Nevada Reduces Mule Deer Tags
Despite excellent game surveys, good precipitation and increasing populations of deer, the Nevada Board of Wildlife Commission voted to reduce the allocation of mule deer buck tags statewide at its May 14 meeting in Reno.
Against the recommendations of Nevada Department of Wildlife (NDOW) big game biologists, the Commission reduced mule deer buck tags in all but five unit areas, cutting staff recommendations by 25 percent, and reducing mule deer buck tags in five specific hunting units by cutting staff recommendations by 10 percent. The Commission accepted staff recommendations for youth tags.
With these reductions, 11,536 mule deer buck tags were allocated statewide for 2011, compared to the 14,910 recommended by staff, a reduction of over 22 percent from staff recommendations. The Commission-approved 2011 tag quotas are almost 15 percent less than the 2010 levels.
Under the guidance of NDOW Acting Director Ken Mayer, increasing Nevada's mule deer herd with habitat restoration and improvement programs has been a priority for the agency.
"Based on increased population numbers, herd condition and exceptional moisture levels in much of the state, the NDOW big game biologists recommended an increase in 2011 quotas," said Mayer. "However, the Commission chose to ignore the scientific data presented by staff and reduced tag numbers, which creates a significant loss of opportunity for deer hunters."
In addition to being contrary to staff recommendations, the cuts are also divergent from the recommendations of the state's County Advisory Boards to Manage Wildlife. These boards are officially tasked to gather information and opinions from area sportsmen, then advise the Wildlife Commission about how to manage wildlife and recommend seasons and limits for their counties.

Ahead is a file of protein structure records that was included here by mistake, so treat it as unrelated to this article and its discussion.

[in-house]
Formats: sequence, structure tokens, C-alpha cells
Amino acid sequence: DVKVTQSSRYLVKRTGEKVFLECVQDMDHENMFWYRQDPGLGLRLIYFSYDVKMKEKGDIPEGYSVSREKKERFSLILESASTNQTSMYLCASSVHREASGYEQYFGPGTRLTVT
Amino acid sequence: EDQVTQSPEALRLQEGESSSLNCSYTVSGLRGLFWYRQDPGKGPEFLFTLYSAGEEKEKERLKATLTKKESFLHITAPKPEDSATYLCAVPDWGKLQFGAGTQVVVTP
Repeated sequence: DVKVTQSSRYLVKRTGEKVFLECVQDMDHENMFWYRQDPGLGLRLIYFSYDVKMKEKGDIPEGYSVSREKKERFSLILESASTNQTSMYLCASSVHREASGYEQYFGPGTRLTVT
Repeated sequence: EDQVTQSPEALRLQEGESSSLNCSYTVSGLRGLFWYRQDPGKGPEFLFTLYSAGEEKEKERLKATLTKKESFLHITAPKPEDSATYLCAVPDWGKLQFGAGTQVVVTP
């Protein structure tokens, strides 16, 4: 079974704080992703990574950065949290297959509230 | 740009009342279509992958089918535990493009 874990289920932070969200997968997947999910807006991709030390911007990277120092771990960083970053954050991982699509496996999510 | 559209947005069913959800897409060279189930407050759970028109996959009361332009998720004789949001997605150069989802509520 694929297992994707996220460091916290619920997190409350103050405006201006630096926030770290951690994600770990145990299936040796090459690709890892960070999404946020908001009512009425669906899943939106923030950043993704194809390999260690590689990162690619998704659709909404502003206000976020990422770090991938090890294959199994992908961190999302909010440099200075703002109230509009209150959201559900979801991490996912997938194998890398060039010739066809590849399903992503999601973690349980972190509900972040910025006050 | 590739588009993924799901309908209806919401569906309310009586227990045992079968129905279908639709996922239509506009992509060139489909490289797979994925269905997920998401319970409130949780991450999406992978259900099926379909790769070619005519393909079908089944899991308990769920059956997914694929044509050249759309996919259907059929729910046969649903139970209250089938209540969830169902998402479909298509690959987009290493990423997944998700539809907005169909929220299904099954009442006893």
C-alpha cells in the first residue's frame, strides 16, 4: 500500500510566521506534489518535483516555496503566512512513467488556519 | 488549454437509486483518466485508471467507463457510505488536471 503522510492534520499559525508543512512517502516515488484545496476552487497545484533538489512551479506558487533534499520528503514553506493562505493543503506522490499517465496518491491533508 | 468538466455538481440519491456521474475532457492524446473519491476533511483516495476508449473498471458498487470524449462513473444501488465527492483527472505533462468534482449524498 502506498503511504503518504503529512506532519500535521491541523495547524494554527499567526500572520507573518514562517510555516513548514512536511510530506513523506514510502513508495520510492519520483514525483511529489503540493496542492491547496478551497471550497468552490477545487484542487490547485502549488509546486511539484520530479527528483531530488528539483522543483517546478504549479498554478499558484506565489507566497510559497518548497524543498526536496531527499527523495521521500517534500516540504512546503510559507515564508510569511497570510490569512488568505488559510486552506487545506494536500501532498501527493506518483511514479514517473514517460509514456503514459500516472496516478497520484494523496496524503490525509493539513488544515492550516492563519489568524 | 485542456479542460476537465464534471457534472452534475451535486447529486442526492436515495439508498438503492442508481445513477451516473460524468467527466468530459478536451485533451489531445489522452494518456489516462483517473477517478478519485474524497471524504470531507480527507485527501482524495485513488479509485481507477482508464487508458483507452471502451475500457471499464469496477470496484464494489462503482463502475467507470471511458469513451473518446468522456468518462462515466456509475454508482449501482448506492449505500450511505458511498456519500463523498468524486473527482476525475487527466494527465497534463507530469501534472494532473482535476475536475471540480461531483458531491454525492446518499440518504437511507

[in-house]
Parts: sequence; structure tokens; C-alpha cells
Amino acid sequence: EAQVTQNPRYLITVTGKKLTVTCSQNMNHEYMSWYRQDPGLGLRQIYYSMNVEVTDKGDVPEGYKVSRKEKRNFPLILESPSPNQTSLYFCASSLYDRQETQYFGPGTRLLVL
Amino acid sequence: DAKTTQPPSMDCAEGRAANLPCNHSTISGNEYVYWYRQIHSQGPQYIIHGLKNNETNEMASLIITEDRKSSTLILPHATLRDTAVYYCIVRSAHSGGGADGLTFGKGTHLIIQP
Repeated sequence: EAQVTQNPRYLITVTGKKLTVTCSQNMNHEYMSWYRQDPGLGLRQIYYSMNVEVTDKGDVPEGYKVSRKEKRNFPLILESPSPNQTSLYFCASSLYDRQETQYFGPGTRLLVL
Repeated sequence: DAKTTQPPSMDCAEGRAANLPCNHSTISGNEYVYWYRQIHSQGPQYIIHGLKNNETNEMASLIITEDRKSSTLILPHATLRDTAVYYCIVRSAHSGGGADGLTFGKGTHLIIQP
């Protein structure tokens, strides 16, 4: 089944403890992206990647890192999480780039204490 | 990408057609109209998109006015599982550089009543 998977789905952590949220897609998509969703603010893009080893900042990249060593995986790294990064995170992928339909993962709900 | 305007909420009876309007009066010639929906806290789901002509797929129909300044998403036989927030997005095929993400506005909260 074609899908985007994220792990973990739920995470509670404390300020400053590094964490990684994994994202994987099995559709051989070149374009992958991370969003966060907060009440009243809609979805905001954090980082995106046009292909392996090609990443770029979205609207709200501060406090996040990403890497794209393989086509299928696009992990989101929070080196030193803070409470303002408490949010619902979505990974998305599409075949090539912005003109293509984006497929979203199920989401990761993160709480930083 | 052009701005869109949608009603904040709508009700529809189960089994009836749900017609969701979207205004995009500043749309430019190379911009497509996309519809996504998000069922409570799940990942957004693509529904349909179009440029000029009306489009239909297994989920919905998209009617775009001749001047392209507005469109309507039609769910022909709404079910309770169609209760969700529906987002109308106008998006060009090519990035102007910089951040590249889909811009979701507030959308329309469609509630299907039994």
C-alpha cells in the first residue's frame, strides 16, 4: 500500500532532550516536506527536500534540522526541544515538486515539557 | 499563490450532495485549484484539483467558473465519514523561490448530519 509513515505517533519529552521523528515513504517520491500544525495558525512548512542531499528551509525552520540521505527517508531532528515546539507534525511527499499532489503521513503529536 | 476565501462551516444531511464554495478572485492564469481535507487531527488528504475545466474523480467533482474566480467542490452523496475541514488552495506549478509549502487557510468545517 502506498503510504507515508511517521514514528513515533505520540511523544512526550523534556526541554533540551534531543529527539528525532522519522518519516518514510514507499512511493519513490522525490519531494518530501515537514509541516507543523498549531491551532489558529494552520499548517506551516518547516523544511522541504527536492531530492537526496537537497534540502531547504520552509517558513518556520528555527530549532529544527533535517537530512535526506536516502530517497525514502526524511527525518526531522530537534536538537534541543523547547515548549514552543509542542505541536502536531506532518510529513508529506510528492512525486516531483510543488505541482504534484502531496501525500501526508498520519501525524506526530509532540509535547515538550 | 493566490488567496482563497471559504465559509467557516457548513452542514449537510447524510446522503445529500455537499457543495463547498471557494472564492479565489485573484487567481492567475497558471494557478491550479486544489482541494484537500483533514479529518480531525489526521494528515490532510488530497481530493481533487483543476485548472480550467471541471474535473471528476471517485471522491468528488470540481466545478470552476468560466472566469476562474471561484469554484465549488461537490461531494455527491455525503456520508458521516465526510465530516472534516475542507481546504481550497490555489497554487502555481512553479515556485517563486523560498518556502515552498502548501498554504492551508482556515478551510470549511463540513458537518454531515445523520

In 2011, Nevada witnessed a modest increase in the statewide mule deer population estimate for the second year in a row. Biologists are optimistic that good body condition, low winter mortality and mild winter conditions in most areas contributed to increased production in the spring of 2011.
"Biologists and staff experts put a great deal of effort into the scientific survey work that is the basis for their tag quota recommendations," explained Larry Gilbertson, Game Division Chief for NDOW. "Disregarding these recommendations negates all of the hard work and dedication of Game Division employees, with our sportsmen coming out as the biggest losers."
The Commission also made significant changes to the recommended big game season structure at its meeting in February.
For other big game tags, the Nevada Board of Wildlife Commissioners approved NDOW recommendations with little changes. The Commission allocated 8,082 tags for all other big game statewide representing a 21 percent overall increase in non mule deer big game.
Rocky Mountain Elk are thriving. Due to record elk survey samples in some areas, population increased accordingly. The 2011 statewide adult elk population estimate increased to 13,500 elk compared to 12,300 last year. The Commission approved an 11 percent increase in bull elk rifle tags, with 1,027 tags, 101 more than last year, and a 58 percent increase in cow elk rifle tags.
Many other big game species saw increases in tag quotas as well. The only other species with a decline in tags was the mountain goat, due to a disease event in the Ruby Mountains and East Humboldt Range.
Antelope have fared exceptionally well in much of Nevada, and the Commission responded by approving 3,059 antelope tags, up 122 from last year.
The Resident Nelson (Desert) Bighorn Sheep - Any Ram - Any Legal Weapon Hunt 3151 saw an increase to 199 tags, up 7 from last year.
The Nevada Department of Wildlife is the state agency responsible for the restoration, protection and management of fish and wildlife resources, and the promotion of boating safety on Nevada's waters. Wildlife offices are located in Las Vegas, Henderson, Winnemucca, Fallon, Elko, and Reno. For more information, contact the agency web site at www.ndow.org.